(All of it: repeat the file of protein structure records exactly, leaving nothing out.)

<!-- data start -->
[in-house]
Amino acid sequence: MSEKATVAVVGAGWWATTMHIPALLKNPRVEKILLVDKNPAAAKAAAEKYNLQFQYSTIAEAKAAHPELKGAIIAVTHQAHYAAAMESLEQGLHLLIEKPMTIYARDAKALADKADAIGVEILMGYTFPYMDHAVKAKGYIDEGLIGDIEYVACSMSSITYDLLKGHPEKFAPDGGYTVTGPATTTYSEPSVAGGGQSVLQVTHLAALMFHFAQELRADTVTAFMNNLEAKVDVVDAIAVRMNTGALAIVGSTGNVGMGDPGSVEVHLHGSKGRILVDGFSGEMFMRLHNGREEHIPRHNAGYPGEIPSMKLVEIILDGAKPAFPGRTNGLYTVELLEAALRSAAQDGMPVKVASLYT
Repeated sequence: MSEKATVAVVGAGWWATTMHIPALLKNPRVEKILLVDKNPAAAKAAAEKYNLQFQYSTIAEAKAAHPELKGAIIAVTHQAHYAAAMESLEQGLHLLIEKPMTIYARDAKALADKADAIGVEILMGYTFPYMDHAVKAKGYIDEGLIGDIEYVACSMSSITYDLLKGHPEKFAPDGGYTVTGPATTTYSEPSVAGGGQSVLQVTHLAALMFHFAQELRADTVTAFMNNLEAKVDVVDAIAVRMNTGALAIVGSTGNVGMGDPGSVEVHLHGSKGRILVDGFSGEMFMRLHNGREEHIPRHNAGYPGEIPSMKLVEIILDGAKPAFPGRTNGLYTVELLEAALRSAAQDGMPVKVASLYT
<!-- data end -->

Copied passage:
[in-house]
Amino acid sequence: MSEKATVAVVGAGWWATTMHIPALLKNPRVEKILLVDKNPAAAKAAAEKYNLQFQYSTIAEAKAAHPELKGAIIAVTHQAHYAAAMESLEQGLHLLIEKPMTIYARDAKALADKADAIGVEILMGYTFPYMDHAVKAKGYIDEGLIGDIEYVACSMSSITYDLLKGHPEKFAPDGGYTVTGPATTTYSEPSVAGGGQSVLQVTHLAALMFHFAQELRADTVTAFMNNLEAKVDVVDAIAVRMNTGALAIVGSTGNVGMGDPGSVEVHLHGSKGRILVDGFSGEMFMRLHNGREEHIPRHNAGYPGEIPSMKLVEIILDGAKPAFPGRTNGLYTVELLEAALRSAAQDGMPVKVASLYT
Repeated sequence: MSEKATVAVVGAGWWATTMHIPALLKNPRVEKILLVDKNPAAAKAAAEKYNLQFQYSTIAEAKAAHPELKGAIIAVTHQAHYAAAMESLEQGLHLLIEKPMTIYARDAKALADKADAIGVEILMGYTFPYMDHAVKAKGYIDEGLIGDIEYVACSMSSITYDLLKGHPEKFAPDGGYTVTGPATTTYSEPSVAGGGQSVLQVTHLAALMFHFAQELRADTVTAFMNNLEAKVDVVDAIAVRMNTGALAIVGSTGNVGMGDPGSVEVHLHGSKGRILVDGFSGEMFMRLHNGREEHIPRHNAGYPGEIPSMKLVEIILDGAKPAFPGRTNGLYTVELLEAALRSAAQDGMPVKVASLYT